In principle, we all have to pay taxes. That includes individuals and corporations. The graph attempts to answer the question of how much each source provides in federal taxes. It’s clear that individuals pay the lion’s share (which doesn’t include social security contributions), and the second-largest source is corporations.
The third-largest source is tariffs on imported goods and taxes levied at production. Now, who precisely “pays” these types of taxes is more difficult to determine, as it depends on the price elasticities involved. Let’s say a tariff increases or a new tariff is imposed. Does the seller absorb it or does the seller roll it over to consumers through a higher price tag? The answer depends on how sensitive each party is to price changes.
The smallest source of taxes is the entities abroad category. These entities may be expats filing their income taxes or businesses with some ties to the U.S. that must pay taxes on their activities.
What are the overall trends? It’s clear that taxes from individuals have had a tendency to increase. Taxes from tariffs and such have tended to decrease, although they may soon go back up. Corporate income taxes have also decreased, proportionally, and are now very close to being overtaken by taxes from tariffs and such. Note also that corporate income taxes dip significantly during recessions: These taxes are mostly based on profits, and profits don’t usually rise during downturns. Finally, taxes from foreign entities are small but have recently started to become noticeable.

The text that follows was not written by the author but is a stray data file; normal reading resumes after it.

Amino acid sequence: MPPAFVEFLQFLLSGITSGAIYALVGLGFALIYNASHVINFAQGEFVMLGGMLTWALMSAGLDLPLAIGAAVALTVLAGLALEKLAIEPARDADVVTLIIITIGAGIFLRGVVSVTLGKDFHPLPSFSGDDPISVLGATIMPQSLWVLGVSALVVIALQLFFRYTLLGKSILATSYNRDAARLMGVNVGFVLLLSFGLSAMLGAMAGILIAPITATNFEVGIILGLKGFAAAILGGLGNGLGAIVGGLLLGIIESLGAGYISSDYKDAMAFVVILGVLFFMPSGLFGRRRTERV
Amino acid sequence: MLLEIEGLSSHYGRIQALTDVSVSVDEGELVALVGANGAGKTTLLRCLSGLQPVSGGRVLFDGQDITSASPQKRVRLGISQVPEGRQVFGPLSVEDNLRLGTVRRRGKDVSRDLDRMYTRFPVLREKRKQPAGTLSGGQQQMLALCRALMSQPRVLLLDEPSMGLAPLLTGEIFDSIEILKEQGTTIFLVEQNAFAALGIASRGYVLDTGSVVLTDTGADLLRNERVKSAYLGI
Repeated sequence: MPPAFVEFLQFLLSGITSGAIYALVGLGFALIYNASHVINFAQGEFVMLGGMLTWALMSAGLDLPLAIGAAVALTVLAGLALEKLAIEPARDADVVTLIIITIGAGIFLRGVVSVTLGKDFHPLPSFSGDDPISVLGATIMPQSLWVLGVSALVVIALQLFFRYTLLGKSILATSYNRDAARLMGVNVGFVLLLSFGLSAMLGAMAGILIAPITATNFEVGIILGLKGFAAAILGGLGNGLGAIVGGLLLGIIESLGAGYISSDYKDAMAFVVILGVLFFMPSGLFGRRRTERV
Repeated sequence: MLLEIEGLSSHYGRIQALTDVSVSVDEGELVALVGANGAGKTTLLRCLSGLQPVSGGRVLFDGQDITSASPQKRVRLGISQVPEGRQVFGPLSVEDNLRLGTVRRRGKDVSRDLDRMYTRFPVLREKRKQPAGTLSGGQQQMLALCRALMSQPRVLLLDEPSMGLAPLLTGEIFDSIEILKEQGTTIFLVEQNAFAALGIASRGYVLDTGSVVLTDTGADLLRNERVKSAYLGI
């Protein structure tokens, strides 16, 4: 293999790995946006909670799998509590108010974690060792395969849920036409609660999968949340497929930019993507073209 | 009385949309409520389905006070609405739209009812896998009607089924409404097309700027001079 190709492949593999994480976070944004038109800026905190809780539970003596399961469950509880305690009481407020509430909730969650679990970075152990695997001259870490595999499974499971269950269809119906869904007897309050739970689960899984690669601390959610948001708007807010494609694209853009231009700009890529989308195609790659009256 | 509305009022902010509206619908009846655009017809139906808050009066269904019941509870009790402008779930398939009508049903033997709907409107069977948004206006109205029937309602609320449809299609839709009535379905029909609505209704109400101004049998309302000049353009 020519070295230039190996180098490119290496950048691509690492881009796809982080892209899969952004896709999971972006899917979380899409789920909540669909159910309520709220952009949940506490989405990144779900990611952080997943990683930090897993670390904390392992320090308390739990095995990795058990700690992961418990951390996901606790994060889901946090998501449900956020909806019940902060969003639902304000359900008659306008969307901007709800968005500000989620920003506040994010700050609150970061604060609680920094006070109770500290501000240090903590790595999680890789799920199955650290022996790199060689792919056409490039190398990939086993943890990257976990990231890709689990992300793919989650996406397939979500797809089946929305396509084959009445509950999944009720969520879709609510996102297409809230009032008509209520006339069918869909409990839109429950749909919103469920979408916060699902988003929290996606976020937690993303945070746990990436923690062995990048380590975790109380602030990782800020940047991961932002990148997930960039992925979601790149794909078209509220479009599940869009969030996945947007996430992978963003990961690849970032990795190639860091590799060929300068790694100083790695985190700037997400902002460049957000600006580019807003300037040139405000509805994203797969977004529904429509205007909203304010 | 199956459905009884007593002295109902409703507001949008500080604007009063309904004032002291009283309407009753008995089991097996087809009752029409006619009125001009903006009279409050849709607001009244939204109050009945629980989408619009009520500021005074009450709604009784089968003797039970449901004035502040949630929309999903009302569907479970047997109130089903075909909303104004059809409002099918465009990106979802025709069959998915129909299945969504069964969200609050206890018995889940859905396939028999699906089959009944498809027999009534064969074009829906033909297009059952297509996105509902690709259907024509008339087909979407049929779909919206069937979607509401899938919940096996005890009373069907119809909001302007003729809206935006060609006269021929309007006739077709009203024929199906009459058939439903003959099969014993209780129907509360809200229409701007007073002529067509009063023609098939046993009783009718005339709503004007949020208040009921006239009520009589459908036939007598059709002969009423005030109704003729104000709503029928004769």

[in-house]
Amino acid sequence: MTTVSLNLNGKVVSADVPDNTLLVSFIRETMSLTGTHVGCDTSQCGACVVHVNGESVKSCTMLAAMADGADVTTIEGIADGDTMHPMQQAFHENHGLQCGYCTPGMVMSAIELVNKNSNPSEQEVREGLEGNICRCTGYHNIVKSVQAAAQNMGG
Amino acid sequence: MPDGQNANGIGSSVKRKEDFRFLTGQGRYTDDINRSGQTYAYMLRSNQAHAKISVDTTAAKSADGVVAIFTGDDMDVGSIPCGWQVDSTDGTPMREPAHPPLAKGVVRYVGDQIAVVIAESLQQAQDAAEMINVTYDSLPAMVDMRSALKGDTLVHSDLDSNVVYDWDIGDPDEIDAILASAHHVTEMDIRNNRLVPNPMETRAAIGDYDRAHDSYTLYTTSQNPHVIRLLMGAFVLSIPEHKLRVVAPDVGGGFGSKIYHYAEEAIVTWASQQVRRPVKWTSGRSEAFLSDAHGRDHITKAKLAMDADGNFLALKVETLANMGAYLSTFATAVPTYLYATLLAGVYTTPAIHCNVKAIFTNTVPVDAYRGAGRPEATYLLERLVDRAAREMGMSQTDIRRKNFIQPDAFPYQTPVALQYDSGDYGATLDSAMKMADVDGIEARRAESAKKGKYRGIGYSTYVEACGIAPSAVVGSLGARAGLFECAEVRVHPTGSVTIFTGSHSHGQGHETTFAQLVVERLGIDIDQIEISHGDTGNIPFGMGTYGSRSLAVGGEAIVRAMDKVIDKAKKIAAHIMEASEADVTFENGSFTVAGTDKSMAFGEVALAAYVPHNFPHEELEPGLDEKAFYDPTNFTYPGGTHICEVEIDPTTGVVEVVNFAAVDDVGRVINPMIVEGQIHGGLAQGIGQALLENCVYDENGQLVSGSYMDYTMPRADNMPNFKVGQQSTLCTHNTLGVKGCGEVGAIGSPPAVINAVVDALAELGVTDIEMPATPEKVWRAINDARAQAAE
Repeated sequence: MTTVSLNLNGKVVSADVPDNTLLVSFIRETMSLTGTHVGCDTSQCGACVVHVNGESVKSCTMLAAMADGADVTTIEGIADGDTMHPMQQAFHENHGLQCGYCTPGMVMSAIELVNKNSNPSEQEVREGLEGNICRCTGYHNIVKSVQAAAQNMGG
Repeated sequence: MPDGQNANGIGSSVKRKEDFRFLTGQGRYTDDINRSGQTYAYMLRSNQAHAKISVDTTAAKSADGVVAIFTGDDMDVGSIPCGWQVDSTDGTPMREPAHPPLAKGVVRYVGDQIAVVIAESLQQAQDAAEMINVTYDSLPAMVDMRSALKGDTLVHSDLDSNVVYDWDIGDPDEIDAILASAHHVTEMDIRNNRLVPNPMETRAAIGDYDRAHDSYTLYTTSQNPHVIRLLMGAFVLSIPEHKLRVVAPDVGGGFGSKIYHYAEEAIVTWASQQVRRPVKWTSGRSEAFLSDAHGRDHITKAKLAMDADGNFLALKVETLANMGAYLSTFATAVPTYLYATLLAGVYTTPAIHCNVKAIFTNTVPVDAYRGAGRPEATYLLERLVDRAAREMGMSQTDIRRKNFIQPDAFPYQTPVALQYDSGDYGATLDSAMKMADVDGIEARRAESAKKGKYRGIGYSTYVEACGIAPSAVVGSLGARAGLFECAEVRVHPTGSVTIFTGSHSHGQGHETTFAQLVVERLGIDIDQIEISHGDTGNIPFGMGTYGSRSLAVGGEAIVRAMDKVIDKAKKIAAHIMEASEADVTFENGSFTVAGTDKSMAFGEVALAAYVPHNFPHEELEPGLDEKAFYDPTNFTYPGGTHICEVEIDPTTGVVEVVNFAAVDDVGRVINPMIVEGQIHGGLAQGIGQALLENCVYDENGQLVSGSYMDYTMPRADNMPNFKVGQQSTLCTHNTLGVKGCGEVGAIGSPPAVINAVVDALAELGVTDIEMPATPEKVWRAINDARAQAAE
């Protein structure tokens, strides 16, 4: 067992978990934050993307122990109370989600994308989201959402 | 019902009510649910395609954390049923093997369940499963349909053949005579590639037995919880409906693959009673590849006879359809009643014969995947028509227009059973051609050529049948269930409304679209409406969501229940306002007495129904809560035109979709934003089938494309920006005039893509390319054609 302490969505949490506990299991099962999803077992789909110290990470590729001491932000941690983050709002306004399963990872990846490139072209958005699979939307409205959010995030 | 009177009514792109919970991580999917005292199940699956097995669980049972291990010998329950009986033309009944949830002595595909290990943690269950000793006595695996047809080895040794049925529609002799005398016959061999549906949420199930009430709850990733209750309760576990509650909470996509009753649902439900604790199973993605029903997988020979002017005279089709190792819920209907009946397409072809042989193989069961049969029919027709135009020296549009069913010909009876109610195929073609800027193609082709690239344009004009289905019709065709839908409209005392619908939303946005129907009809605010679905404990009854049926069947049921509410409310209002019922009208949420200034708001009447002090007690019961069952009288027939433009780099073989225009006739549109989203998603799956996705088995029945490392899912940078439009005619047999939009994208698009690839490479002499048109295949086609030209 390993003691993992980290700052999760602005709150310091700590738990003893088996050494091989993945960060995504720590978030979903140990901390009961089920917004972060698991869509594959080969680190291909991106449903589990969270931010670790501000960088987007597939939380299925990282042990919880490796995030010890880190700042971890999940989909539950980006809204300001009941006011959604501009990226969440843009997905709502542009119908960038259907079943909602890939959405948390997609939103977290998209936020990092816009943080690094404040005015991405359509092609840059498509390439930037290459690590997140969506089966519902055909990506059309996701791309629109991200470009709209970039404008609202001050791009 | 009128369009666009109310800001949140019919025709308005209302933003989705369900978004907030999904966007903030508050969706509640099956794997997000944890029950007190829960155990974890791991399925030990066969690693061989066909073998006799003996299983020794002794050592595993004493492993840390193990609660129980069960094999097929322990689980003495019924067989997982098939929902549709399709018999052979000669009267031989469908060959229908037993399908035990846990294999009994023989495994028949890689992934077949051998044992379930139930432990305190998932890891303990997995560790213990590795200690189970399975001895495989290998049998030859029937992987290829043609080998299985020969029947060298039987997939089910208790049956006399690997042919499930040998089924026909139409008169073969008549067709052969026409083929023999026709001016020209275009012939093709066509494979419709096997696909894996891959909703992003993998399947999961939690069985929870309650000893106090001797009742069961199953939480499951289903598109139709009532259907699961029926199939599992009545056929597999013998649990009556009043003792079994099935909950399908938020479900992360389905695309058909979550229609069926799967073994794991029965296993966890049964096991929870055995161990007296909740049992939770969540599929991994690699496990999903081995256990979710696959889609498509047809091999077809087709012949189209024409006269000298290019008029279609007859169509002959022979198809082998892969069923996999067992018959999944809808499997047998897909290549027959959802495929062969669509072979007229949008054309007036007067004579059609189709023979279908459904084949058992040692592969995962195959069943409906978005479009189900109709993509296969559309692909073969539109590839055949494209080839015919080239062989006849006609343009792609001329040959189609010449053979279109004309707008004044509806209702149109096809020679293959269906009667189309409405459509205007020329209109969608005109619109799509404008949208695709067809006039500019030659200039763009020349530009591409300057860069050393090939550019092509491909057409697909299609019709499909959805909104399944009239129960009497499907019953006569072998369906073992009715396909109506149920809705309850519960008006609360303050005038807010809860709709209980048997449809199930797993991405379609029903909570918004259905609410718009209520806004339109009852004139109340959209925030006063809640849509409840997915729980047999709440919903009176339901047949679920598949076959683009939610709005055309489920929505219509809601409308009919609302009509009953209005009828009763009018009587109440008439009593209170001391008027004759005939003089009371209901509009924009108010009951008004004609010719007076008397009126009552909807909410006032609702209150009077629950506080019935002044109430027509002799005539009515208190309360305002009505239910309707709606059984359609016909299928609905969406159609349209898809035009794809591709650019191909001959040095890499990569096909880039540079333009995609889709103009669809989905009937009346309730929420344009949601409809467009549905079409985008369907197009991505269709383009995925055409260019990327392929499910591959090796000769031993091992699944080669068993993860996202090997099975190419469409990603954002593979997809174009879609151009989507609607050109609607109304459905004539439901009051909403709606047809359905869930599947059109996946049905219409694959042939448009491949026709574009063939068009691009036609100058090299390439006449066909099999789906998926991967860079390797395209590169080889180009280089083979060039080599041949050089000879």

How this graph was created: Search for “federal tax receipts” and click on any of the relevant results. Scroll to the bottom of the note and click on the release table. Check the series you want and click on “Add to Graph.” Because the latest taxes on corporate income weren’t yet available as this post was being written, we adjusted the date to remove the last quarter. From the “Edit Graph” panel, change type to “Area” and units to “Percent.”
Suggested by Christian Zimmermann.